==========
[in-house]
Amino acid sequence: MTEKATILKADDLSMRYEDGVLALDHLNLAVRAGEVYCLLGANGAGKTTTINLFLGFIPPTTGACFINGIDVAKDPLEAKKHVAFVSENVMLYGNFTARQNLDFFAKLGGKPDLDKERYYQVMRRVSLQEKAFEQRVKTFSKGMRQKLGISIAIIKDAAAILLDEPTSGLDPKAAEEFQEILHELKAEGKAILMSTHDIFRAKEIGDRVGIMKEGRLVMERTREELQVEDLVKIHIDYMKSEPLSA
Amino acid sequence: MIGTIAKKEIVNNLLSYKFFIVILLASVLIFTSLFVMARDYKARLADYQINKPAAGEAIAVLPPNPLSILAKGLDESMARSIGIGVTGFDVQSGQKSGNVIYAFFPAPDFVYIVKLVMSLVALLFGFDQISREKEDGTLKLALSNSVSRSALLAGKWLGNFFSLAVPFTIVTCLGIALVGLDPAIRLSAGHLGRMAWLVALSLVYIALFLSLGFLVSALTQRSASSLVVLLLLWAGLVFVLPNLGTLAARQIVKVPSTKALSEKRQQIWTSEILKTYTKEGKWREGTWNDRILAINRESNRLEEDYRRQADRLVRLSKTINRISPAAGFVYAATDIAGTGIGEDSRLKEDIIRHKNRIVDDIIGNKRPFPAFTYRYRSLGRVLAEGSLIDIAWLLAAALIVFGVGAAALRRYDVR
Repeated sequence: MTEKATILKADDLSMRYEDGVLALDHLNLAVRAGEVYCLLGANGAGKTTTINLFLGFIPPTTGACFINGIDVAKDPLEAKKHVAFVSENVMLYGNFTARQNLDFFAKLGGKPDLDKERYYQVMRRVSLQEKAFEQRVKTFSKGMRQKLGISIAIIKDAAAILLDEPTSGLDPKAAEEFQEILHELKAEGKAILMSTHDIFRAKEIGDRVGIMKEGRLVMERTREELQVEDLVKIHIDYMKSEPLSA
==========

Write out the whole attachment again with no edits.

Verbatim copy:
[in-house]
Amino acid sequence: MTEKATILKADDLSMRYEDGVLALDHLNLAVRAGEVYCLLGANGAGKTTTINLFLGFIPPTTGACFINGIDVAKDPLEAKKHVAFVSENVMLYGNFTARQNLDFFAKLGGKPDLDKERYYQVMRRVSLQEKAFEQRVKTFSKGMRQKLGISIAIIKDAAAILLDEPTSGLDPKAAEEFQEILHELKAEGKAILMSTHDIFRAKEIGDRVGIMKEGRLVMERTREELQVEDLVKIHIDYMKSEPLSA
Amino acid sequence: MIGTIAKKEIVNNLLSYKFFIVILLASVLIFTSLFVMARDYKARLADYQINKPAAGEAIAVLPPNPLSILAKGLDESMARSIGIGVTGFDVQSGQKSGNVIYAFFPAPDFVYIVKLVMSLVALLFGFDQISREKEDGTLKLALSNSVSRSALLAGKWLGNFFSLAVPFTIVTCLGIALVGLDPAIRLSAGHLGRMAWLVALSLVYIALFLSLGFLVSALTQRSASSLVVLLLLWAGLVFVLPNLGTLAARQIVKVPSTKALSEKRQQIWTSEILKTYTKEGKWREGTWNDRILAINRESNRLEEDYRRQADRLVRLSKTINRISPAAGFVYAATDIAGTGIGEDSRLKEDIIRHKNRIVDDIIGNKRPFPAFTYRYRSLGRVLAEGSLIDIAWLLAAALIVFGVGAAALRRYDVR
Repeated sequence: MTEKATILKADDLSMRYEDGVLALDHLNLAVRAGEVYCLLGANGAGKTTTINLFLGFIPPTTGACFINGIDVAKDPLEAKKHVAFVSENVMLYGNFTARQNLDFFAKLGGKPDLDKERYYQVMRRVSLQEKAFEQRVKTFSKGMRQKLGISIAIIKDAAAILLDEPTSGLDPKAAEEFQEILHELKAEGKAILMSTHDIFRAKEIGDRVGIMKEGRLVMERTREELQVEDLVKIHIDYMKSEPLSA